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Research on Interaction Techniques in Virtual Reality
Selection and Manipulation
Redirected reach

Mohamed Suhail, Shyam Prathish Sargunam, Dustin T. Han, Eric D. Ragan


In many virtual reality applications, it would be ideal if users could use their physical hands to directly interact with virtual objects while experiencing realistic haptic feedback. While this can be achieved via interaction with tracked physical props that correspond to virtual objects, practical limitations can make it difficult to achieve a physical environment that exactly represents the virtual world, and virtual environments are often much larger than the available tracked physical space. Our research investigates methods that allow physical hand interaction with passive props while the user remains at a physical location, as would be the case for home-use scenarios where a user is seated at a desk or standing in front of a table. Our approach maps a single physical prop to multiple virtual objects distributed throughout a virtual environment. Leveraging prior work, we explore two adjusted travel techniques to facilitate physically aligning the user with the physical prop when ready to virtually interact with a virtual object: a redirection approach that uses rotational adjustments to gradually align the user during virtual locomotion, and the resetting approach that introduces a discrete rotational update when the user virtually approaches a target for interaction. Additionally, our work explores considerations for using one physical prop to control multiple types of object interactions. We report the results of a controlled study about usability of the two passive-haptic interaction methods as compared to a virtual hand approach without haptics.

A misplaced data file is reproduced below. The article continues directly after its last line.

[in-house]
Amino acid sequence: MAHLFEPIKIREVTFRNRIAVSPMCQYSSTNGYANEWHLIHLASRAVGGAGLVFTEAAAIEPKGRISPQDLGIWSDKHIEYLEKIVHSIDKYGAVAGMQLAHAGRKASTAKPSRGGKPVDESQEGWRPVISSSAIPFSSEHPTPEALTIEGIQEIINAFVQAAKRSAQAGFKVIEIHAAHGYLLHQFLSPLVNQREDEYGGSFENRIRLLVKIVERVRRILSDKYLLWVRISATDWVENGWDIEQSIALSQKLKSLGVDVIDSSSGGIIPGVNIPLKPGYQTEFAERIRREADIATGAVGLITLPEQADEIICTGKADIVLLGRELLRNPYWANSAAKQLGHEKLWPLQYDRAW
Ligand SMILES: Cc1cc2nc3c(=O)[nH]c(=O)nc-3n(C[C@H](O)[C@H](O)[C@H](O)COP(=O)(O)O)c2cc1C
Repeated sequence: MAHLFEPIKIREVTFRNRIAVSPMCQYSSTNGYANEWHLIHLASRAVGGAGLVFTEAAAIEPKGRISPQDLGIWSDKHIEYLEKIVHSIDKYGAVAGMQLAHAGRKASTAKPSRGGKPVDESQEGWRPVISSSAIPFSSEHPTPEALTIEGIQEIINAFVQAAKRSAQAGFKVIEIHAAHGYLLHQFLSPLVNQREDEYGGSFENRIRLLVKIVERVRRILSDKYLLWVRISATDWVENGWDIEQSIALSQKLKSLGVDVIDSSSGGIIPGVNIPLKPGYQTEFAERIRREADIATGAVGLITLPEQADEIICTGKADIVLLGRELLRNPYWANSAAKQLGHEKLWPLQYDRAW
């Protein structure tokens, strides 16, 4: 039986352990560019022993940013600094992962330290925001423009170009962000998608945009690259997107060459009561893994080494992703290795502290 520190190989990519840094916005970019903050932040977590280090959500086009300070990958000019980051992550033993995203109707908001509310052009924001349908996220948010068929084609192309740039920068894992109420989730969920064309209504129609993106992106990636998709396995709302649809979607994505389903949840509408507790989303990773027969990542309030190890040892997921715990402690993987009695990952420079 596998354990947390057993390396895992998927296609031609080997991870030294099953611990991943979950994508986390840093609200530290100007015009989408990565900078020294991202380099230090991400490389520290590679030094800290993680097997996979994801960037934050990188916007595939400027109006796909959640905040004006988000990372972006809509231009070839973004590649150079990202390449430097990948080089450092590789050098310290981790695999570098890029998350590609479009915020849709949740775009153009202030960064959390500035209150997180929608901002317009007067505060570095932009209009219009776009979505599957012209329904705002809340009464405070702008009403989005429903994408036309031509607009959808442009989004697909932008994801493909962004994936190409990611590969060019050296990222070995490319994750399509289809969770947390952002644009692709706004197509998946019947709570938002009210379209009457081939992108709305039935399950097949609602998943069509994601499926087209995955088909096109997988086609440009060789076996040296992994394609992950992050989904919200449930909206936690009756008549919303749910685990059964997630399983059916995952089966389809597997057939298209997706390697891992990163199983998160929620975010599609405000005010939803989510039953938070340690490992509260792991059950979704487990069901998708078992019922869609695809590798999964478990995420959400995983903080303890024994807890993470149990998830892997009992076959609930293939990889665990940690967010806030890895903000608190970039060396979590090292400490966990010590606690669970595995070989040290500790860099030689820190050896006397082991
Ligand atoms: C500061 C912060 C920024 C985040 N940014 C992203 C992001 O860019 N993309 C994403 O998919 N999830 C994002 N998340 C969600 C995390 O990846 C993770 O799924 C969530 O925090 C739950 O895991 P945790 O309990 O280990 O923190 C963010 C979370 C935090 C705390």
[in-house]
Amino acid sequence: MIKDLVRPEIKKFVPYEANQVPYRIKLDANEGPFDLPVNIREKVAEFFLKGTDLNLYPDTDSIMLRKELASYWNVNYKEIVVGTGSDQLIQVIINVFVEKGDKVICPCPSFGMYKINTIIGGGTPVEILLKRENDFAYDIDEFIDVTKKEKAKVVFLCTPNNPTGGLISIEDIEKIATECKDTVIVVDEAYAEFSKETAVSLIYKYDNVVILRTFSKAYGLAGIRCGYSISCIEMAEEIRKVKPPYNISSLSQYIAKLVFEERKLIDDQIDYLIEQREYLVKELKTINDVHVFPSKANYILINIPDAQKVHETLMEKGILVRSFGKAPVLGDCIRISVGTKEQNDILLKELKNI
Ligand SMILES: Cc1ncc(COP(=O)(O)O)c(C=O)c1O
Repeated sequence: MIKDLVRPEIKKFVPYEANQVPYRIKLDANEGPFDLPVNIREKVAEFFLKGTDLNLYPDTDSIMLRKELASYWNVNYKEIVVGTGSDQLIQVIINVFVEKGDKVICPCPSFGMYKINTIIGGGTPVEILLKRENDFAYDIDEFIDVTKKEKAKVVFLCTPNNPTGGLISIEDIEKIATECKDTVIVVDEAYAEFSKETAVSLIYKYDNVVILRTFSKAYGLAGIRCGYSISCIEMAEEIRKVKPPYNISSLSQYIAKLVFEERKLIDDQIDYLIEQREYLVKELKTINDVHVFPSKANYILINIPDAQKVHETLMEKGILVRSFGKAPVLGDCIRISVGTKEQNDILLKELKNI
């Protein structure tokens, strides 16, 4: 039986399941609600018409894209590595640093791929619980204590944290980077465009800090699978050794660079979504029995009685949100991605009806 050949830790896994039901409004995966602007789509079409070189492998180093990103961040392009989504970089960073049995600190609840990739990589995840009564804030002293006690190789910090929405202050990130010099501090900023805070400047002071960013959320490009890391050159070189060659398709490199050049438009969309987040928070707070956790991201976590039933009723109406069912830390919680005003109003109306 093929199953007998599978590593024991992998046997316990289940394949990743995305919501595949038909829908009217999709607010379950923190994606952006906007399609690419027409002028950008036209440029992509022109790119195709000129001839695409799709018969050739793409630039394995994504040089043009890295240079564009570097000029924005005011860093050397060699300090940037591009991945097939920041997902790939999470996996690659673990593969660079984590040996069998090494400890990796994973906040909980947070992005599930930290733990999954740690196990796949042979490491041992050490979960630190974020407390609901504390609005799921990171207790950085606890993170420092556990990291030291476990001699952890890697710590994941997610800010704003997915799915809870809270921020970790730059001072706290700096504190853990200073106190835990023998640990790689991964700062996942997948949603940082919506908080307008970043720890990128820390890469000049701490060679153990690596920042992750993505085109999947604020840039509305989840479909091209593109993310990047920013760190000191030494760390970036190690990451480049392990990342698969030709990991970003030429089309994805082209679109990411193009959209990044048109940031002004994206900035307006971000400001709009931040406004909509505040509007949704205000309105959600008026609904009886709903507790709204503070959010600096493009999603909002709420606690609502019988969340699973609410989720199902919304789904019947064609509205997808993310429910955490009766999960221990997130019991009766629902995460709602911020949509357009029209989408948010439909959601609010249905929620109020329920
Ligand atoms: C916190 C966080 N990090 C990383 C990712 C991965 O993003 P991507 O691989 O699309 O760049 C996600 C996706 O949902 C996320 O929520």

Travel and Navigation
Semi-natural travel and viewing techniques

Since 2015, I have been working on three research projects focusing on travel and navigation in VR. One of these projects involved the design and development of a new technique, guided head rotation. The following write-up gives a small overview of the motivation for the technique and the technique's working.

Shyam Prathish Sargunam, Kasra Rahimi Moghadam, Mohamed Suhail, Eric D. Ragan

Guided head rotation

When virtual reality (VR) is used extensively for home entertainment and office use, users might not be interested in physically standing for a prolonged duration. Because, we are used to being seated while using a computer or while playing a game. When users like to be seated during a VR experience, a swivel chair that spins around the vertical axis is commonly used as a semi-natural method to explore a virtual environment with 360-degree view. However, there are few cases where swivel chair might not be preferred. For example:

  • when a user wants to have a relaxed VR experience on a couch

  • when a user is constrained by the physical setup like the placement of a keyboard/computer that needs to be used during the experience 

  • when a user is in commute.

These scenarios can be understood from the images below:

Scenarios where a swivel chair might not be preferred